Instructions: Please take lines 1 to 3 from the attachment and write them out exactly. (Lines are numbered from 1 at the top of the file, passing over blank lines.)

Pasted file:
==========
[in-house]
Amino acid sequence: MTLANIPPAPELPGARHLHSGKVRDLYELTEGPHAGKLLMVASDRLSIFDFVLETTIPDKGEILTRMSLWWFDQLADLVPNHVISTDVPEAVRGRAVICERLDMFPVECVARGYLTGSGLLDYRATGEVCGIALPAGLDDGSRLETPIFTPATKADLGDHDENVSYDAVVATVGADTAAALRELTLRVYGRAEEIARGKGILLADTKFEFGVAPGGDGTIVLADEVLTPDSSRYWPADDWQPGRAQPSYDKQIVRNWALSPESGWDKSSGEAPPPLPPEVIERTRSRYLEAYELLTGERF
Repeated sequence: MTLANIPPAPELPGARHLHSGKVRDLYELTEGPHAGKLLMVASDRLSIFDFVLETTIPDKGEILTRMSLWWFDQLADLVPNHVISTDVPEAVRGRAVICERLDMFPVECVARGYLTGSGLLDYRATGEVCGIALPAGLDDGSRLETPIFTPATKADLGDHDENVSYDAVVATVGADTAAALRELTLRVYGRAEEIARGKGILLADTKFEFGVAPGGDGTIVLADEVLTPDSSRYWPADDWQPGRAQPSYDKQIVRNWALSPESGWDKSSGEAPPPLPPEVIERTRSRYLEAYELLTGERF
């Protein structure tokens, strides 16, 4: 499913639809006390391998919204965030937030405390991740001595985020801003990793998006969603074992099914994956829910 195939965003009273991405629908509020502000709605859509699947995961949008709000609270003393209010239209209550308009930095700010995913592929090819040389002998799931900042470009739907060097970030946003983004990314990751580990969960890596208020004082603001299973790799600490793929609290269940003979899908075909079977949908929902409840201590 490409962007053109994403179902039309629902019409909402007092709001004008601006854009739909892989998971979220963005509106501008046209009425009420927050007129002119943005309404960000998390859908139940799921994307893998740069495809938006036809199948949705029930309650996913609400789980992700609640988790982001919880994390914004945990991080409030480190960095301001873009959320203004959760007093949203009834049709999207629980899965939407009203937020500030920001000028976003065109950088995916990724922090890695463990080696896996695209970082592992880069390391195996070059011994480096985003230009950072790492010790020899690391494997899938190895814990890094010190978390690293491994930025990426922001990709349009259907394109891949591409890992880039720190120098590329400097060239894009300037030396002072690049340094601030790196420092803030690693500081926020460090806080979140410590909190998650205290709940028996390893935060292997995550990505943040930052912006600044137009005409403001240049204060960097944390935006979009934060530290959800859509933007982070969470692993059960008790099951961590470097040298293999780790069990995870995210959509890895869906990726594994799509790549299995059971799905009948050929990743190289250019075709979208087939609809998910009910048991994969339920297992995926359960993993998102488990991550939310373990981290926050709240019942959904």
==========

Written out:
[in-house]
Amino acid sequence: MTLANIPPAPELPGARHLHSGKVRDLYELTEGPHAGKLLMVASDRLSIFDFVLETTIPDKGEILTRMSLWWFDQLADLVPNHVISTDVPEAVRGRAVICERLDMFPVECVARGYLTGSGLLDYRATGEVCGIALPAGLDDGSRLETPIFTPATKADLGDHDENVSYDAVVATVGADTAAALRELTLRVYGRAEEIARGKGILLADTKFEFGVAPGGDGTIVLADEVLTPDSSRYWPADDWQPGRAQPSYDKQIVRNWALSPESGWDKSSGEAPPPLPPEVIERTRSRYLEAYELLTGERF
Repeated sequence: MTLANIPPAPELPGARHLHSGKVRDLYELTEGPHAGKLLMVASDRLSIFDFVLETTIPDKGEILTRMSLWWFDQLADLVPNHVISTDVPEAVRGRAVICERLDMFPVECVARGYLTGSGLLDYRATGEVCGIALPAGLDDGSRLETPIFTPATKADLGDHDENVSYDAVVATVGADTAAALRELTLRVYGRAEEIARGKGILLADTKFEFGVAPGGDGTIVLADEVLTPDSSRYWPADDWQPGRAQPSYDKQIVRNWALSPESGWDKSSGEAPPPLPPEVIERTRSRYLEAYELLTGERF